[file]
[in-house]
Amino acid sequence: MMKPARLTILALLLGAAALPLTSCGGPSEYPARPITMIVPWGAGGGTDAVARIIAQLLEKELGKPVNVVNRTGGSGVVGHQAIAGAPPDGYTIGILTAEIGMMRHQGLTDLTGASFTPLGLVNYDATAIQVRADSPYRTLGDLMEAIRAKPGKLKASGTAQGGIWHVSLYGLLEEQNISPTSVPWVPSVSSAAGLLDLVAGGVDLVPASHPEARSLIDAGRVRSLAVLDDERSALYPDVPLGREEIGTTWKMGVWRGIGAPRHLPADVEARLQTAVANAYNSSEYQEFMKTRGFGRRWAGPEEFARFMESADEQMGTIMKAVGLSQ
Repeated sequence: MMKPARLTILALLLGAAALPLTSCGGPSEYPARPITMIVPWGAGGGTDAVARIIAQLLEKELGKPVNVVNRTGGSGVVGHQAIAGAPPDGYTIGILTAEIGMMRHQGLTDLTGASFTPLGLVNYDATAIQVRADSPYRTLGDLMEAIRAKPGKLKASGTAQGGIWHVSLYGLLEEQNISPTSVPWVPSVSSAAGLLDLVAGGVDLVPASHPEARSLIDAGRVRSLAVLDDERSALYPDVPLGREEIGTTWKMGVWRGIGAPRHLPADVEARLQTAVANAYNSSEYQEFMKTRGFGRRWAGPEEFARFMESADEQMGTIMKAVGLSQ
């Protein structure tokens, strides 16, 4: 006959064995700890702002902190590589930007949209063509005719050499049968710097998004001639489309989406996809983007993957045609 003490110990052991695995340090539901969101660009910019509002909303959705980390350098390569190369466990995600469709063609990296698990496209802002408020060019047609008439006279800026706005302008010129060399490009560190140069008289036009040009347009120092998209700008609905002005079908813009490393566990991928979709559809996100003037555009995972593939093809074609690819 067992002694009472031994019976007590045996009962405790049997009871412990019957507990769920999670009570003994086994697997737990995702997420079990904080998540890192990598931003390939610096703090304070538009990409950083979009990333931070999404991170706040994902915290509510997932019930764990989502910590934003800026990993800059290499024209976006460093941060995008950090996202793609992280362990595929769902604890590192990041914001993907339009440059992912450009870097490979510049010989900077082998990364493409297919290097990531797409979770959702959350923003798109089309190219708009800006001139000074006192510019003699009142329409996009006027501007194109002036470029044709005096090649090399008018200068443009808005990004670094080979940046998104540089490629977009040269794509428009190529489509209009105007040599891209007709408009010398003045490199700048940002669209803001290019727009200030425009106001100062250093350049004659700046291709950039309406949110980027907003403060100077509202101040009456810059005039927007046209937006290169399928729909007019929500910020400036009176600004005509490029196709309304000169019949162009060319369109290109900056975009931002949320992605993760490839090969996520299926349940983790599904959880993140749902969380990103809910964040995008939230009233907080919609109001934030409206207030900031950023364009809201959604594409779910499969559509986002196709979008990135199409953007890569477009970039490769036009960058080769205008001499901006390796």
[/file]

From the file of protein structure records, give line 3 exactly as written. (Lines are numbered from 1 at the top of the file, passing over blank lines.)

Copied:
Repeated sequence: MMKPARLTILALLLGAAALPLTSCGGPSEYPARPITMIVPWGAGGGTDAVARIIAQLLEKELGKPVNVVNRTGGSGVVGHQAIAGAPPDGYTIGILTAEIGMMRHQGLTDLTGASFTPLGLVNYDATAIQVRADSPYRTLGDLMEAIRAKPGKLKASGTAQGGIWHVSLYGLLEEQNISPTSVPWVPSVSSAAGLLDLVAGGVDLVPASHPEARSLIDAGRVRSLAVLDDERSALYPDVPLGREEIGTTWKMGVWRGIGAPRHLPADVEARLQTAVANAYNSSEYQEFMKTRGFGRRWAGPEEFARFMESADEQMGTIMKAVGLSQ